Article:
The weirdly named play Two Point Oh at the Detroit Repertory Theatre (until May 29) was a trip in more ways than one. It meant my leaving Ann Arbor’s fabled “28 square miles” to drive into the “real world,” sad, old Detroit. A small building in a wasteland near the Lodge/Davison intersection, the Rep has a long, proud history as a professional, socially conscious theater, the first in Michigan to do race-blind casting. It’s been at its current location since 1963, having survived the ’67 riots and the city’s economic decline. There’s a bar in the lobby, and, the day I went, a church fundraiser that attracted a crowd of smartly dressed older black women (one in a wide pink satiny hat), nibbling cake off paper plates.
The Rep does a lot of black-themed, realistic dramas (the preceding production was A Song for Coretta), so Two Point Oh seemed, at first, a wacky anomaly. The two leads, husband and wife, are black, but race plays no part in the plot: billionaire software mogul Elliot Leeds (Monrico Ward) dies in a plane crash, only to stun his grieving wife Melanie (Satori Shakoor) by reappearing on her computer monitor (a TV screen placed center stage). He cheerily explains that, by recording thousands of hours of information, he has essentially made a cyber copy of himself. Now, they can happily continue their marriage at the gentle pace impossible in his frantic, physical existence, where she never saw enough of him. Now he has time to banter with her and read books aloud. His body may be missing but he’s there in spirit…or whatever.
Playwright Jeffrey Jackson has given a high-tech twist to a trope at least as old as Hamlet’s ghost: an otherworldly being butting into the lives of mere morals. If it’s disconcerting at first to view Two Point Oh‘s principal actor on screen, the story, with subsequent sub-plots, soon resumes ascendancy. Bemused at first by her “virtual” husband, Melanie starts to like the idea, but things get complicated when Leeds’ business partner, Ben Robbins (Mark Barrera), lets Melanie know he’s there to fulfill the needs that her husband no longer can.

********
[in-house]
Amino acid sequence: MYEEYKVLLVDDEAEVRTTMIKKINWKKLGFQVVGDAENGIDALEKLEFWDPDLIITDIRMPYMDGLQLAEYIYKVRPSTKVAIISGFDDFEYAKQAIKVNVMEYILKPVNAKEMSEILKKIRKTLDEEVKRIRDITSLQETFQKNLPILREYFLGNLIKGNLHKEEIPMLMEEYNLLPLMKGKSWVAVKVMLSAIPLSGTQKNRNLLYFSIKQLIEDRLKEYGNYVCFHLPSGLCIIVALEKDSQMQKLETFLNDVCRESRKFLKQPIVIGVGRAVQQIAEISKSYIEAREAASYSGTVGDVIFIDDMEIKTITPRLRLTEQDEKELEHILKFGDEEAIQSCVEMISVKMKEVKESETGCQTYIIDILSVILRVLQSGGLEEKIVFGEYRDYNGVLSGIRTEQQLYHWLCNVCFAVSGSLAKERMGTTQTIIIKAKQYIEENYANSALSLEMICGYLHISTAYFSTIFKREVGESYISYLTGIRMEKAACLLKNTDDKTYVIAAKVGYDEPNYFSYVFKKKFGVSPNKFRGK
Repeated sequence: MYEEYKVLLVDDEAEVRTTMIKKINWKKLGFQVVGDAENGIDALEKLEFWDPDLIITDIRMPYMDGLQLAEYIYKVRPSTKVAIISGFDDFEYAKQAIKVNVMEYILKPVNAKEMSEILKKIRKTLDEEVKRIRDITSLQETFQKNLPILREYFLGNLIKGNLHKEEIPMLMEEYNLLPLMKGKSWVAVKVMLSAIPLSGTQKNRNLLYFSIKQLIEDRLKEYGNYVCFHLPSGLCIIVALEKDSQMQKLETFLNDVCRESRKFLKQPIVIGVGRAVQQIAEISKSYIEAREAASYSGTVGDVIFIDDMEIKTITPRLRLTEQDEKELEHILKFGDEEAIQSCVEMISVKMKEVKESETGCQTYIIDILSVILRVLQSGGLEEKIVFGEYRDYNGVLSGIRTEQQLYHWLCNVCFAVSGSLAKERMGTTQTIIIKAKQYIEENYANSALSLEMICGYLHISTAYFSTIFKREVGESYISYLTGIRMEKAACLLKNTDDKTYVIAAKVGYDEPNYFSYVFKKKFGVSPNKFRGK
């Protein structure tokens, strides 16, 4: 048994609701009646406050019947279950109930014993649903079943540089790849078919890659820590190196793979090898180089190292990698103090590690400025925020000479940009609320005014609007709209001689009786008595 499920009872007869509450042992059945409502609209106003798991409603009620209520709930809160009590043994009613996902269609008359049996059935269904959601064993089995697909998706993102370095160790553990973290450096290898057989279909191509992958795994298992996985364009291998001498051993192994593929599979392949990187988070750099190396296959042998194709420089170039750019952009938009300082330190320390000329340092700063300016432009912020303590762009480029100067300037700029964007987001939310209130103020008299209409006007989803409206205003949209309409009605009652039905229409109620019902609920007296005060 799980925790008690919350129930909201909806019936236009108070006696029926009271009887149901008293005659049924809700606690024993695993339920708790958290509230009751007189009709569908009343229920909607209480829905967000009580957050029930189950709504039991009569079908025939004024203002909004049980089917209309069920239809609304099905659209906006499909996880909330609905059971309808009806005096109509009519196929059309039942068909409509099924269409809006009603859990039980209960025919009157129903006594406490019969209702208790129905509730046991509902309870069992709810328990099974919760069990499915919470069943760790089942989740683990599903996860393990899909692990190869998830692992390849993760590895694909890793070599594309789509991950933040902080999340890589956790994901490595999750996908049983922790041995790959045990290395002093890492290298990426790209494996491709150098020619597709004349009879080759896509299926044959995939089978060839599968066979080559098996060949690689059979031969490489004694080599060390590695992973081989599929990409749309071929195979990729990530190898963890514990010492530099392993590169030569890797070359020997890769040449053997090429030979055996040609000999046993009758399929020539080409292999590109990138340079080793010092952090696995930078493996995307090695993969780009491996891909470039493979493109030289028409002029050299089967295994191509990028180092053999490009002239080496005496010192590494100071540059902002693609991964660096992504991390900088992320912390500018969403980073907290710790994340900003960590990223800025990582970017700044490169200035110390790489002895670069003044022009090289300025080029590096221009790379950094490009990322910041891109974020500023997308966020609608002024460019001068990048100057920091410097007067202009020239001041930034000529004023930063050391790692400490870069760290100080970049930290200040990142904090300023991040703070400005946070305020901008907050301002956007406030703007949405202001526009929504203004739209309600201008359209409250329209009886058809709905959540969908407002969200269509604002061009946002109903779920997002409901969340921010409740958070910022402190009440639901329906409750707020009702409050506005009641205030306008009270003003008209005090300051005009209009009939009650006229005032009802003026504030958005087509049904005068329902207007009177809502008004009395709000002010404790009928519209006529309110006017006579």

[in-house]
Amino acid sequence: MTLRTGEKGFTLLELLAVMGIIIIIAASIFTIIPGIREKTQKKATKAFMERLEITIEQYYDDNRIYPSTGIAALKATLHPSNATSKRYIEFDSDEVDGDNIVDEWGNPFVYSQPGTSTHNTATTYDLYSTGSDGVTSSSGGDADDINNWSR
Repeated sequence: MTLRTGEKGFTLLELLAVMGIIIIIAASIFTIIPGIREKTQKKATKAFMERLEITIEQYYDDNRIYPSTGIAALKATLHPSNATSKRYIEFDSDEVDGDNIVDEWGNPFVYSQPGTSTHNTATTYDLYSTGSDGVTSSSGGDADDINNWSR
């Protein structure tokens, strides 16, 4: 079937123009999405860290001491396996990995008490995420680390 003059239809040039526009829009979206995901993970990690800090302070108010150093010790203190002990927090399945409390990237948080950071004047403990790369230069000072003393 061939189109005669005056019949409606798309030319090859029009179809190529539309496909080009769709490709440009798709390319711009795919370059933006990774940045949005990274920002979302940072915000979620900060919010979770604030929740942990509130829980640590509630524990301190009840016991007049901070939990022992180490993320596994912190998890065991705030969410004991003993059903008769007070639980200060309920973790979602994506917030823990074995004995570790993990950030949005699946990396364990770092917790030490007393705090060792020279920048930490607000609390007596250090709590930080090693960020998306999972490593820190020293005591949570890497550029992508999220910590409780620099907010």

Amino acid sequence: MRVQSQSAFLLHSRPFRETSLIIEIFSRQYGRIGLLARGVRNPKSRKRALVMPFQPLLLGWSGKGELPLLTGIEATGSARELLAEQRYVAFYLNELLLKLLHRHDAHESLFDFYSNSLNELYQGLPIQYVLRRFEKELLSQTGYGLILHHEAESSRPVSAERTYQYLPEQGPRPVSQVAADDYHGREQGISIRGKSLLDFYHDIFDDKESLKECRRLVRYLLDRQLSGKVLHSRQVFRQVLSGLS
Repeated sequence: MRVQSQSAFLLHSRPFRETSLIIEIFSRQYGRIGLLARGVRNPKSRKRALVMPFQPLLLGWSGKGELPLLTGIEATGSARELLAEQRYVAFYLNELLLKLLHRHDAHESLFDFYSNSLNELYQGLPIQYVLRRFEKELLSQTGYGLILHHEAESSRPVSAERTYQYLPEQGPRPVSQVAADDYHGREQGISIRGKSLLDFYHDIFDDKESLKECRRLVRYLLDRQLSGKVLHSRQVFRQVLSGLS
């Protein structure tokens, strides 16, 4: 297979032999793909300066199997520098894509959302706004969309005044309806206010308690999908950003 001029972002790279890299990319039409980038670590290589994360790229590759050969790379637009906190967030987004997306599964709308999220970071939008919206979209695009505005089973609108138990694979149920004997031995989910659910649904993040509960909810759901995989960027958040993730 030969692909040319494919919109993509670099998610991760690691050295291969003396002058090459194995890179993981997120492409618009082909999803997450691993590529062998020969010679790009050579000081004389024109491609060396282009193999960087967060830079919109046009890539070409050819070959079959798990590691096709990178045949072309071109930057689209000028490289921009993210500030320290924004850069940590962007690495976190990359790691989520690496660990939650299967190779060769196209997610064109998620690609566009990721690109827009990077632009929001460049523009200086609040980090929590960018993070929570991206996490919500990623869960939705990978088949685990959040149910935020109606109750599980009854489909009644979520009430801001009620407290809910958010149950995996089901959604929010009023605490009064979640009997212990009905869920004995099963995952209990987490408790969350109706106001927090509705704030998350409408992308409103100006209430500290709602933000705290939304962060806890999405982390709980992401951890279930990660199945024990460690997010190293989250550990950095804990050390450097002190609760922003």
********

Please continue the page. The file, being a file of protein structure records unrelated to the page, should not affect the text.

Playwright Jackson takes gleeful digs at the media through two characters: over-the-top TV commentator Jerry Gold (Mark Halpin), and Leeds’s successor at (chuckle alert) Paradigm Software, a corporate queen played by Maggie Patton who frantically works at damage control once word gets out about Leeds’ life-in-death (or is it the other way around?)
All the players are talented, but Ward, as Leeds, is a standout; he projects a sinister charisma, grinning away at his wife and ex-partner as though he knows he’s got them trapped. And does he? Entertaining as the play is, its real strength may come from the philosophical questions it leaves in its wake. What makes someone “real?” Is technology bringing us closer together or just feeding our fantasies of closeness? How far are we from the dystopian fictions of Brave New World and 1984? And so forth.
As an audience member, I was in a minority: about 80 percent of the audience was African American, and many, if not most, were over 60, which I think says something about the loyalty people who didn’t flee Detroit feel about the theater that also stayed. I was a little startled, when some of the usual four-letter words were bantered, to hear some of the older people giggling nervously, as if something impolite was happening. Afterwards, an 83-year-old Detroit friend asked me if all the swear words were “necessary.” Now, that’s another interesting philosophical question.
p.s. the program explains that “Two Point Oh” is “loosely associated with the term Web 2.0 . . .and refers in broad terms to the exploration of the interactive capabilities of the internet.” It’s still a crummy title.